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Natural variation in the promoter of TGW2 determines grain width and weight in rice

March 26th, 2020

Recently, a paper entitled “Natural variation in the promoter of TGW2 determines grain width and weight in rice” was published online by New Phytologist. In the paper, CNRRI researchers report the cloning and characterization of a new semidominant QTL TGW2 for grain width and weight. Findings provide new insights into the genetic mechanism underlying grain morphology and grain weight, and uncover a promising gene for improving rice yield.

Using a recombinant inbred line population composed of 132 lines derived from cross between indica rice variety 93-11 and small-grain cultivar PA64s, three QTLs for grain width along with two QTLs for grain weight were identified. Through investigation into large scale BC4F2 population, map-based cloning of a QTL related to grain width and weight, TGW2 was performed, which encodes a cell number regulator (OsCNR1). A single nucleotide polymorphism (SNP) variation at upstream of TGW2 is responsible for its different transcriptional expression level, leading to alteration in grain width and weight by influencing cell proliferation and expansion in glumes. TGW2 interacts with KRP1, a regulator of plant cell cycle, to negatively regulate grain width and weight. Field test showed that the allele of tgw293-11 increases the grain yield by 12.3% than TGW2PA64s without affecting other agronimic traits. Genetic diversity analysis of TGW2 in 141 rice accessions revealed it as a breeding target in a selective sweep region, indicating that this gene is under selection during domestication.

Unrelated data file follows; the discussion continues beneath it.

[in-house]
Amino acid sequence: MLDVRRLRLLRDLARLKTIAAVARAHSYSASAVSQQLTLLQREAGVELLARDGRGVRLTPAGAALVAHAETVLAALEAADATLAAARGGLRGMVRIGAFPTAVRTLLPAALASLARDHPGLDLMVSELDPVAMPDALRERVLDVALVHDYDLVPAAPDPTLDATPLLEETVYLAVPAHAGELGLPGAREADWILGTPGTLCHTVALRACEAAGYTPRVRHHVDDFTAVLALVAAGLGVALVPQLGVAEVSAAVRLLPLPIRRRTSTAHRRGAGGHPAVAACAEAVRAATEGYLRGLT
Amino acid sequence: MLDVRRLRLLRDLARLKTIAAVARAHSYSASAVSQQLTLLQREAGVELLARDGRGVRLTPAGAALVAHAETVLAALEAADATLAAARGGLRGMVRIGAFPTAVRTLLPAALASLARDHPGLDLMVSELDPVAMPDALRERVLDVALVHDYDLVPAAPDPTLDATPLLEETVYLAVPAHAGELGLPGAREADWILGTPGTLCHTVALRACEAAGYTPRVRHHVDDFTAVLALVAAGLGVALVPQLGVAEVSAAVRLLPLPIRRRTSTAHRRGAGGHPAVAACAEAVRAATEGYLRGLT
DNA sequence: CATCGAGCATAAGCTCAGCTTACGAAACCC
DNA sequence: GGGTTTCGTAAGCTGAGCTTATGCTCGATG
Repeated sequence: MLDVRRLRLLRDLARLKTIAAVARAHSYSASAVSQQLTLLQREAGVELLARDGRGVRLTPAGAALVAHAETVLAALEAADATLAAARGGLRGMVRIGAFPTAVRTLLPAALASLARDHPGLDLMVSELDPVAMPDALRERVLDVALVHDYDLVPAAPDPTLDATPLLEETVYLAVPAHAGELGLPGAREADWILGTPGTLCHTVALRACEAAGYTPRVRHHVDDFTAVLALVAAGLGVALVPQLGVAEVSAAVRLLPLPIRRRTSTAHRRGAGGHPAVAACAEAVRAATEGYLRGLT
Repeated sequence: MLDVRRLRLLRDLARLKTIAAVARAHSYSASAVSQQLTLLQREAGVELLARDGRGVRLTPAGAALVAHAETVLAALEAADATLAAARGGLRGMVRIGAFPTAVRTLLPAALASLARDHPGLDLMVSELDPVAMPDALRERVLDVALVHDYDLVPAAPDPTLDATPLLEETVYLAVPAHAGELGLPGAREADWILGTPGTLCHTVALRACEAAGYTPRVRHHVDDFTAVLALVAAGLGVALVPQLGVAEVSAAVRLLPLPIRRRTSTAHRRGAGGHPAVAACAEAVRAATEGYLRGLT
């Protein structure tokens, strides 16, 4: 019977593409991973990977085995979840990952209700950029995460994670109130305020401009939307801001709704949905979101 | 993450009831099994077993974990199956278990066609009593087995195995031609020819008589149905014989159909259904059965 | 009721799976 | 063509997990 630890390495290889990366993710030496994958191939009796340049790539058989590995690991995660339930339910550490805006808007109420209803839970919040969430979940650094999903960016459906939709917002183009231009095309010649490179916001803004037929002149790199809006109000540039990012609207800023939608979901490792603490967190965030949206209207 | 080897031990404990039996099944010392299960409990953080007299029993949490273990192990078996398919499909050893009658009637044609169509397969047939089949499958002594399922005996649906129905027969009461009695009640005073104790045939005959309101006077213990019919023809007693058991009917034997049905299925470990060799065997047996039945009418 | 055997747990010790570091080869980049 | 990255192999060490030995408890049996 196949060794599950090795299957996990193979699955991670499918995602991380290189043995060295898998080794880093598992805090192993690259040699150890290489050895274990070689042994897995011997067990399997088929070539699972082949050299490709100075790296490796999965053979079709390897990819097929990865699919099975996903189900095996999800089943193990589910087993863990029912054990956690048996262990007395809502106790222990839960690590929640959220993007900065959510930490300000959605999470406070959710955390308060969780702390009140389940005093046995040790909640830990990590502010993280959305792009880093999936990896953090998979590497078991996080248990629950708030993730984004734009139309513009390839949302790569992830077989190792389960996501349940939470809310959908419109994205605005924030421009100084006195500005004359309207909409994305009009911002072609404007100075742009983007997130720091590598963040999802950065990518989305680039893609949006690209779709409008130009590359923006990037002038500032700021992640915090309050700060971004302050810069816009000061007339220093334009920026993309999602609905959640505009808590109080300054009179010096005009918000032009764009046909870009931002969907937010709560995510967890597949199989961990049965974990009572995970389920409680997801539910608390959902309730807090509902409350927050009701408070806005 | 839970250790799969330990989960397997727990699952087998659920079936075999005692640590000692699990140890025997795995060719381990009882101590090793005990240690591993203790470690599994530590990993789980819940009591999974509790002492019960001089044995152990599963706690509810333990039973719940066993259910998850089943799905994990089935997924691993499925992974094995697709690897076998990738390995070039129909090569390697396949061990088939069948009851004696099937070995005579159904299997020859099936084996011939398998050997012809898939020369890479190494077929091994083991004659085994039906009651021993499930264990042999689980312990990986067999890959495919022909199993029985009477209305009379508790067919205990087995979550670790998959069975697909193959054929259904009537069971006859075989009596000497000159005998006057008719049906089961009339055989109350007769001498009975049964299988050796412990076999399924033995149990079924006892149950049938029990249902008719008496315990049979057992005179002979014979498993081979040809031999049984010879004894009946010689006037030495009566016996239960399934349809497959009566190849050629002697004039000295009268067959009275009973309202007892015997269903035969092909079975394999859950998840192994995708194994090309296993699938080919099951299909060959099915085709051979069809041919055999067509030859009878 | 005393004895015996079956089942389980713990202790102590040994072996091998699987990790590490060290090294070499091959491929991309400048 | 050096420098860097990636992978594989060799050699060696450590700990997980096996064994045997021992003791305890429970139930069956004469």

The research was supported by the National Key Research and Development Program of China (2016YFD0100400), National Natural Science Foundation of China (Grant Nos 31471167, 91735304, 31671761 and 31901481), and Science, Technology and Innovation Commission of Shenzhen Municipality (JCYJ20170303154506881).


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